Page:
Stats: Effect of translating lambda with condy, and folding, on JDK

Brian Goetz brian.goetz at
Wed Mar 21 16:07:23 UTC 2018

Vicente has run some statistics on the effect of two optimizations, 
using the JDK as a corpus:
  - translating non-capturing lambdas and method refs using condy 
instead of indy
  - constant folding

Translating lambdas using condy instead of indy should result in two 
  - condy is lighter weight at link time (faster startup)
  - better sharing of duplicated method references / lambdas

Currently, if a class has two identical method references, they will 
each get their own indy site, which will share a 
Constant_InvokeDynamic_info (and bootstrap methods entry.)  But, since 
each indy is linked independently, linkage will be done redundantly, 
resulting in duplicate proxy classes being spun.  If we convert this 
over to condy, we'll have two LDCs of the same constant, which only gets 
resolved once.

As a baseline, we collected counts of { lambda, method ref } x { 
capturing, not } x { serializable, not }, in the corpus (the JDK):

                       Ser      NonSer
Lambda    Stateless    7       953
           Stateful    10       1688

Ref       Stateless   23       712
           Stateful             528

And we collected counts of indy constant pool entries and indy 
instructions that correspond to LambdaMetafactory:

#indyCP:   3683
#indyInsn: 3966

We would expect to see a count of indy instructions equal to the number 
of nonserializable lambdas/mrefs plus twice the number of serializable 
lambdas/mrefs (since there is a twin capture site in the $deserialize$ 
method.)  We got close; we expected 3961, but saw 3966.  The remaining 
five are accounted by lambdas that were in contexts that got duplicated 
by the compiler (finally blocks, instance initializers.)

The difference between the indy instructions and CP entries has to do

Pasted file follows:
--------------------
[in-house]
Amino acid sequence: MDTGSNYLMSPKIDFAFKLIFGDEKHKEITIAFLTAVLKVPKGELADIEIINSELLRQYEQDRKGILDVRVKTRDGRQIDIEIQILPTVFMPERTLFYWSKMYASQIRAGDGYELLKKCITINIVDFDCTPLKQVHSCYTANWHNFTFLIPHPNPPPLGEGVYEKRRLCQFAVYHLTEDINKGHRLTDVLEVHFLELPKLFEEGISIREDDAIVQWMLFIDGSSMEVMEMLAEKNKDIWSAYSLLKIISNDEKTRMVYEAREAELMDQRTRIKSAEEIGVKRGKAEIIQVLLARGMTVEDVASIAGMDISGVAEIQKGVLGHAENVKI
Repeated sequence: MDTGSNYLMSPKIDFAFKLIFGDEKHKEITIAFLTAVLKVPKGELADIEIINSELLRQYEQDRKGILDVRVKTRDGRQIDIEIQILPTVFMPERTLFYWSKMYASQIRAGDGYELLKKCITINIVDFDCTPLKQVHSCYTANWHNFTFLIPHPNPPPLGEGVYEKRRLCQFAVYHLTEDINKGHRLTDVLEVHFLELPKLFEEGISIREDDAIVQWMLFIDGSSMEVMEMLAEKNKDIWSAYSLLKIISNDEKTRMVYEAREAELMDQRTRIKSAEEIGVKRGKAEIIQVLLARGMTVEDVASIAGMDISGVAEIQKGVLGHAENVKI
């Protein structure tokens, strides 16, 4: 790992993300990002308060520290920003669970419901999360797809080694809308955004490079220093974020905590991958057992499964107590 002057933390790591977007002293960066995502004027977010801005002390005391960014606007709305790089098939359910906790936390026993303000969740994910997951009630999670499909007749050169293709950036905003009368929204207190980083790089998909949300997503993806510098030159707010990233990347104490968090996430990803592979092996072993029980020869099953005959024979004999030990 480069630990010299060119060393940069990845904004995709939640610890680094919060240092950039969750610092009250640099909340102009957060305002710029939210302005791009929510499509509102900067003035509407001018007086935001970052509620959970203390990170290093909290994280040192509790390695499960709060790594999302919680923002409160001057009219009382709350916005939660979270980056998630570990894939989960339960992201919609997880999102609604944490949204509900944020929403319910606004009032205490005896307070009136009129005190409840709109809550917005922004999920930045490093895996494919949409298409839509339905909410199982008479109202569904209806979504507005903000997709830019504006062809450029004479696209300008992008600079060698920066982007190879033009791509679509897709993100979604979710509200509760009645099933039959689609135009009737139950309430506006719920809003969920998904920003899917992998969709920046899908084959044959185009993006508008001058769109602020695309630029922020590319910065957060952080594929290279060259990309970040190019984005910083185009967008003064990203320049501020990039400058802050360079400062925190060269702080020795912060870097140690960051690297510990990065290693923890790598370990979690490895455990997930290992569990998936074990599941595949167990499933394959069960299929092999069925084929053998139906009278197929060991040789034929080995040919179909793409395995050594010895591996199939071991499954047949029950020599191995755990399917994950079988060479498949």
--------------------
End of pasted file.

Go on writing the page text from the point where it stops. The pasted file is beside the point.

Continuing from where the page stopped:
with duplicated lambdas or methods refs.  We'd expect to see these for 
serializable, for those that are implicitly duplicated as above, and 
also when method refs are explicitly duplicated within a classfile.  So 
we saw ~230 reuses that must be the result of explicit source 
duplication of method refs.

We then ran the same stats with translating non-capturing lambdas and 
non-capturing (static, unbound, and constructor) method references using 

#indyCP      2156 // shared=125
#indyInsn    2281
#condyCP     1527 // shared=158
#condyLDC    1685

What this means is that approximately 40% of lambdas and method refs 
could be diverted from indy to condy.  Any explicitly duplicated method 
refs would get the benefit of constant pool sharing.

When the lambda deduplication effort completes, the numbers should get 
better, as there will be more candidates for sharing of CP entries 
(currently, even identical lambdas get their own lambda$nn method.)

Looking ahead, the richer constant propagation will help as well, as it 
may push some lambdas from the "capturing" to the "non-capturing" 
column.  Not only are non-capturing lambdas more performant today, but 
then they also become candidates for condy translation.

The JDK is probably not an ideal corpus to run this on; if someone wants 
to try the stats gathering patch on a different corpus, that would be great.

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